Doctors won’t be celebrating Independence Day on July 4th — at least when it comes to their professional practices. The days of the cottage industry physician are dwindling as more doctors are losing their independence, instead opting for employment.

There are several reasons for physicians’ exodus from private practice: these include increasing administrative burdens, economies of scale for adopting information and communications technology, security in uncertain futures around reimbursement, and that all-important work-life balance. Accenture points out these trends in a summary report, Clinical Transformation: Dramatic Changes as Physician Employment Grows

Accenture sees benefits accruing to health systems acquiring physician practices, most notably the ability to “lock in” patient referrals and admissions for valuable service lines like cancer, cardiovascular, orthopaedics, and radiology.

Health Populi’s Hot Points:  The chart illustrates the precipitous decline in independent physician practices versus the proportion of all physicians. In 2009, 57% of U.S. physicians were independent. In 2013, Accenture forecasts that1 in 3 U.S. physicians will operate “truly” independently among the 793,000 physicians that will be practicing.

As hospitals snap up physician practices, though, they’re altering the health ecosystem served by suppliers such as IT vendors, pharmaceutical companies, and medical device marketers. These organizations will need to examine their marketing and sales force tactics that hone in on local/regional differences in buying their goods and services. Influencers and key decision makers for purchasing, say EHRs and MRI systems will vary depending on the organizational model that physicians work in.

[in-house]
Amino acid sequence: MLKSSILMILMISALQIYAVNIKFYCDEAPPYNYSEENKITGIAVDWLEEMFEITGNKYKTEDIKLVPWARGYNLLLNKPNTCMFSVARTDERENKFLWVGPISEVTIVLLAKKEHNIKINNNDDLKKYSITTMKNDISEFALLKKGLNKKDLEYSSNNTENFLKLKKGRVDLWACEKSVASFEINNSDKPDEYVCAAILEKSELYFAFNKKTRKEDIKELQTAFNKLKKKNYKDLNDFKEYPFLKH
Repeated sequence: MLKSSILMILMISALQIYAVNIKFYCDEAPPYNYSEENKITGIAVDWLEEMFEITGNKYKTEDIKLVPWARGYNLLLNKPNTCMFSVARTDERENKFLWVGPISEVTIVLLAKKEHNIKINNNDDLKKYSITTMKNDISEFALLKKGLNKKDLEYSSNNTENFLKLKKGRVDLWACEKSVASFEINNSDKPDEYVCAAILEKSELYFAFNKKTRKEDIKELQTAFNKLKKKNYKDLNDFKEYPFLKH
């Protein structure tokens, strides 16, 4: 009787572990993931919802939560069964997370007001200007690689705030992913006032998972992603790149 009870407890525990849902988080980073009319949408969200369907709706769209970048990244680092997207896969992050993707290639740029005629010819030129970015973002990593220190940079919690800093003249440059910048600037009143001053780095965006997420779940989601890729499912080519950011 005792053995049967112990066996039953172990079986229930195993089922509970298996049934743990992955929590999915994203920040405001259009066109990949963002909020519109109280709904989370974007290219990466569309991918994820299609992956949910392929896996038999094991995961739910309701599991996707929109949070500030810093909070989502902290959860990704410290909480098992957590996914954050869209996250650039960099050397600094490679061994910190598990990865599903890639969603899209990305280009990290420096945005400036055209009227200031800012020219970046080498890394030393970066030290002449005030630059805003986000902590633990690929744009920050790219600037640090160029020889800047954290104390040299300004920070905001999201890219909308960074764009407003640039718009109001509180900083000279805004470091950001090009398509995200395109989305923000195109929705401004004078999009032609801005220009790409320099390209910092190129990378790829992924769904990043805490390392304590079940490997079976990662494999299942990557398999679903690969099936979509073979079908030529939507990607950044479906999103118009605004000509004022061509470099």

This story points out that the health ecosystem is a complex organism of interrelated stakeholders. A dramatic shift in one stakeholder group — such as a huge decline in the number of independently operating physicians — will ripple through the health community in myriad ways: to suppliers that sell goods and services to doctors; to other providers, competing in the local marketplace; to health plans who negotiate with providers for payments in the regions in which they cover enrollees; and most overlooked, to patients, who will be accessing health services from larger, more consolidated groups.

Will these larger groups provide more accessible, personalized health services to people? Or will the physician’s “bedside” or “exam room” manner be compromised in a more corporate practice environment. There is no reason to believe the outcome will be one or the other, definitively. On one hand, the aggregation of more physicians in a group will enable that group to access information systems and technologies that could enhance the physician’s ability to provide a more engaging service by freeing up time for more care and less administrative tasks. If this is an objective for the health systems that are acquiring physicians, then it’s a noble one. If the sole objective is to gain volume to grow the topline in lucrative medical specialties, than the local communities — and health citizens — will lose.

The check-and-balance here will be physician report carding, patient surveys (such as Press-Ganey), and paying-for-outcomes/performance.